On the morning of NOVEMBER 8th, 1908, passers-by in London’s Shaftesbury Avenue were startled when a shot rang out, there was a cry of agony, and a heavy paperweight crashed out through the plate-glass window of a banker’s office.

Seconds later, a man ran from the building. A passing cabman, George Carter, confronted him, only to be stabbed in the hand as he tried to stop him. Police Constable Howe was stabbed in the shoulder as he seized the man, who was then overpowered and held by several men who rushed to help the injured officer.

In an apparent attempted robbery, John Esmond McDonald, 24, also known as John Murphy, had walked into the office of Frederick Schlitte, a 47-year-old banker, shooting him in the chest with a revolver before stabbing him several times in the back and abdomen. To attract attention, Mr. Schlitte had hurled his paperweight through the window, and McDonald had fled empty-handed.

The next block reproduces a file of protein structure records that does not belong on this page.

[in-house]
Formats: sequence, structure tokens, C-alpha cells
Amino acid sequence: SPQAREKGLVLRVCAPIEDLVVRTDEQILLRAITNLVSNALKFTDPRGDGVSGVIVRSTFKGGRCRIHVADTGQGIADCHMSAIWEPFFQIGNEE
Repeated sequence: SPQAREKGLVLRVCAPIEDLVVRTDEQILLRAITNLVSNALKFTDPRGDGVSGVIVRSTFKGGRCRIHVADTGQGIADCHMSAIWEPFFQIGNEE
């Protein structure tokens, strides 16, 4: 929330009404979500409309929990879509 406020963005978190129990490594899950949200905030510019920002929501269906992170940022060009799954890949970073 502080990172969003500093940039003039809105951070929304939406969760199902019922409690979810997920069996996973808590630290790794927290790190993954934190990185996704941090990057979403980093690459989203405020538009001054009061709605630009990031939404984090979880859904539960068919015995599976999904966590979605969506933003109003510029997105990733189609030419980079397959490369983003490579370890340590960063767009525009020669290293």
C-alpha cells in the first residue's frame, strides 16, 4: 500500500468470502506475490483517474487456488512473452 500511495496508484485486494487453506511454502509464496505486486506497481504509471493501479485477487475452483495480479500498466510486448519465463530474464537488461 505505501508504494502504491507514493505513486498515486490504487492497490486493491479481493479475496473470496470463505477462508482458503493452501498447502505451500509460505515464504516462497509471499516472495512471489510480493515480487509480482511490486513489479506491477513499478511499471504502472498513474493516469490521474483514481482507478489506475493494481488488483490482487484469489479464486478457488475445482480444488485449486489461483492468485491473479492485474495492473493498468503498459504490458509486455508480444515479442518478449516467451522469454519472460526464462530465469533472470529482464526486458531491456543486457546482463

The banker died a few hours later, after identifying McDonald as his assailant when the prisoner was brought to his hospital bedside. “He fired at me without my saying or doing anything to him,” Mr. Schlitte said in his death-bed deposition. “I don’t remember seeing him before. I also received six or seven stabs with a knife.”

At his Old Bailey trial, McDonald’s plea of insanity was rejected by the jury. He was convicted and sentenced to death, and on January 6th, 1909, he was hanged at London’s Pentonville Prison.